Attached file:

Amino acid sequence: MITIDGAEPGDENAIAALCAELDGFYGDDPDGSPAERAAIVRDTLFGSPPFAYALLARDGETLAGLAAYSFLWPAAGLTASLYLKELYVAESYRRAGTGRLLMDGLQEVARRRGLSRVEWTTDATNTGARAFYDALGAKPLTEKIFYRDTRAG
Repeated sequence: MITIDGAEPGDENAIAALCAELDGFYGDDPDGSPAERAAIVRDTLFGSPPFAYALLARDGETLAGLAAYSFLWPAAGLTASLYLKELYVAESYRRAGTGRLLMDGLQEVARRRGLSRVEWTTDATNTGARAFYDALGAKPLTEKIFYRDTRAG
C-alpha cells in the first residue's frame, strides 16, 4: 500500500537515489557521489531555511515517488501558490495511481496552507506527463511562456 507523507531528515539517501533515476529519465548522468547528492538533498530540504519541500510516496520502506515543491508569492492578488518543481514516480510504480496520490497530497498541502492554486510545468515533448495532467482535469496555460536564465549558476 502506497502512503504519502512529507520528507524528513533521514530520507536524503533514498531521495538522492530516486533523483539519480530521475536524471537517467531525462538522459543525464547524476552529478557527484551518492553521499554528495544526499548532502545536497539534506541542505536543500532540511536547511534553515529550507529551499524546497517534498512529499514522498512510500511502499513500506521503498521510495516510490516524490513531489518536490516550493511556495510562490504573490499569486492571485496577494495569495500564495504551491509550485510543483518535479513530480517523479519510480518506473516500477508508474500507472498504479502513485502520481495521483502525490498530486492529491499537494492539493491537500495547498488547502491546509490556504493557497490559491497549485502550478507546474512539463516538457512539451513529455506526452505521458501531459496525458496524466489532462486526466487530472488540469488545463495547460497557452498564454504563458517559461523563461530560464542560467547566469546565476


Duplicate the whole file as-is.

Amino acid sequence: MITIDGAEPGDENAIAALCAELDGFYGDDPDGSPAERAAIVRDTLFGSPPFAYALLARDGETLAGLAAYSFLWPAAGLTASLYLKELYVAESYRRAGTGRLLMDGLQEVARRRGLSRVEWTTDATNTGARAFYDALGAKPLTEKIFYRDTRAG
Repeated sequence: MITIDGAEPGDENAIAALCAELDGFYGDDPDGSPAERAAIVRDTLFGSPPFAYALLARDGETLAGLAAYSFLWPAAGLTASLYLKELYVAESYRRAGTGRLLMDGLQEVARRRGLSRVEWTTDATNTGARAFYDALGAKPLTEKIFYRDTRAG
C-alpha cells in the first residue's frame, strides 16, 4: 500500500537515489557521489531555511515517488501558490495511481496552507506527463511562456 507523507531528515539517501533515476529519465548522468547528492538533498530540504519541500510516496520502506515543491508569492492578488518543481514516480510504480496520490497530497498541502492554486510545468515533448495532467482535469496555460536564465549558476 502506497502512503504519502512529507520528507524528513533521514530520507536524503533514498531521495538522492530516486533523483539519480530521475536524471537517467531525462538522459543525464547524476552529478557527484551518492553521499554528495544526499548532502545536497539534506541542505536543500532540511536547511534553515529550507529551499524546497517534498512529499514522498512510500511502499513500506521503498521510495516510490516524490513531489518536490516550493511556495510562490504573490499569486492571485496577494495569495500564495504551491509550485510543483518535479513530480517523479519510480518506473516500477508508474500507472498504479502513485502520481495521483502525490498530486492529491499537494492539493491537500495547498488547502491546509490556504493557497490559491497549485502550478507546474512539463516538457512539451513529455506526452505521458501531459496525458496524466489532462486526466487530472488540469488545463495547460497557452498564454504563458517559461523563461530560464542560467547566469546565476